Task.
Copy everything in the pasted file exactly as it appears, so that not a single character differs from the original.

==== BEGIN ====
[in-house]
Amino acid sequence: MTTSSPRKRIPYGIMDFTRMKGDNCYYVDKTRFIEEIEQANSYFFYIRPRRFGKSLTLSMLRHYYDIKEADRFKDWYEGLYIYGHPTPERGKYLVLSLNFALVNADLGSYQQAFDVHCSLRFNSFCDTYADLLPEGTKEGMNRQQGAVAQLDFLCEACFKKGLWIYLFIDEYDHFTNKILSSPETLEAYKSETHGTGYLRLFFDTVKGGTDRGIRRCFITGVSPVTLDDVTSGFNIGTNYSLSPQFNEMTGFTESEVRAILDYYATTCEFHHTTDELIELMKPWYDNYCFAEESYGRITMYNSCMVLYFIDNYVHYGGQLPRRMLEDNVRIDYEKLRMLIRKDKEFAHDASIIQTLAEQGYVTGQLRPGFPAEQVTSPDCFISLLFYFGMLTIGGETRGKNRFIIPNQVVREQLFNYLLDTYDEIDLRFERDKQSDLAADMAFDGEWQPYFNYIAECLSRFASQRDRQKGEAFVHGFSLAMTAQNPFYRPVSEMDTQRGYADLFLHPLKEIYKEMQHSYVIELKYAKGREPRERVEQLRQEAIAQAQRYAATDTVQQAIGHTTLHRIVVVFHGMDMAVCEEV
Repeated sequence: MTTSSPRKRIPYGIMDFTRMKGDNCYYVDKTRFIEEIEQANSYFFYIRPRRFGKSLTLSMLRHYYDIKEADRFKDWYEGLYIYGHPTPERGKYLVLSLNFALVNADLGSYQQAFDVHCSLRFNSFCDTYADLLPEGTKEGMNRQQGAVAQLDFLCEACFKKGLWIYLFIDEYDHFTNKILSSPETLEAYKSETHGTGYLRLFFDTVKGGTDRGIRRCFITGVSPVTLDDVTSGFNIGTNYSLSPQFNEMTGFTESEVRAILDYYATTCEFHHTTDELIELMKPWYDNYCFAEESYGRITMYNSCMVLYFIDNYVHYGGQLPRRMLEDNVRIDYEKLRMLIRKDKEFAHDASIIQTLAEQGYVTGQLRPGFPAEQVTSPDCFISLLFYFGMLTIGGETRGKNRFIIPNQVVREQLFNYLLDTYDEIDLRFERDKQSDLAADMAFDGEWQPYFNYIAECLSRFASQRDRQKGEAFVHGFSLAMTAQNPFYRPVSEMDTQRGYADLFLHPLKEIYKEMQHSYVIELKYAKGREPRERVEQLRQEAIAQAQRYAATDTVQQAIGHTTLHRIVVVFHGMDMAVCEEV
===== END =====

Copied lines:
[in-house]
Amino acid sequence: MTTSSPRKRIPYGIMDFTRMKGDNCYYVDKTRFIEEIEQANSYFFYIRPRRFGKSLTLSMLRHYYDIKEADRFKDWYEGLYIYGHPTPERGKYLVLSLNFALVNADLGSYQQAFDVHCSLRFNSFCDTYADLLPEGTKEGMNRQQGAVAQLDFLCEACFKKGLWIYLFIDEYDHFTNKILSSPETLEAYKSETHGTGYLRLFFDTVKGGTDRGIRRCFITGVSPVTLDDVTSGFNIGTNYSLSPQFNEMTGFTESEVRAILDYYATTCEFHHTTDELIELMKPWYDNYCFAEESYGRITMYNSCMVLYFIDNYVHYGGQLPRRMLEDNVRIDYEKLRMLIRKDKEFAHDASIIQTLAEQGYVTGQLRPGFPAEQVTSPDCFISLLFYFGMLTIGGETRGKNRFIIPNQVVREQLFNYLLDTYDEIDLRFERDKQSDLAADMAFDGEWQPYFNYIAECLSRFASQRDRQKGEAFVHGFSLAMTAQNPFYRPVSEMDTQRGYADLFLHPLKEIYKEMQHSYVIELKYAKGREPRERVEQLRQEAIAQAQRYAATDTVQQAIGHTTLHRIVVVFHGMDMAVCEEV
Repeated sequence: MTTSSPRKRIPYGIMDFTRMKGDNCYYVDKTRFIEEIEQANSYFFYIRPRRFGKSLTLSMLRHYYDIKEADRFKDWYEGLYIYGHPTPERGKYLVLSLNFALVNADLGSYQQAFDVHCSLRFNSFCDTYADLLPEGTKEGMNRQQGAVAQLDFLCEACFKKGLWIYLFIDEYDHFTNKILSSPETLEAYKSETHGTGYLRLFFDTVKGGTDRGIRRCFITGVSPVTLDDVTSGFNIGTNYSLSPQFNEMTGFTESEVRAILDYYATTCEFHHTTDELIELMKPWYDNYCFAEESYGRITMYNSCMVLYFIDNYVHYGGQLPRRMLEDNVRIDYEKLRMLIRKDKEFAHDASIIQTLAEQGYVTGQLRPGFPAEQVTSPDCFISLLFYFGMLTIGGETRGKNRFIIPNQVVREQLFNYLLDTYDEIDLRFERDKQSDLAADMAFDGEWQPYFNYIAECLSRFASQRDRQKGEAFVHGFSLAMTAQNPFYRPVSEMDTQRGYADLFLHPLKEIYKEMQHSYVIELKYAKGREPRERVEQLRQEAIAQAQRYAATDTVQQAIGHTTLHRIVVVFHGMDMAVCEEV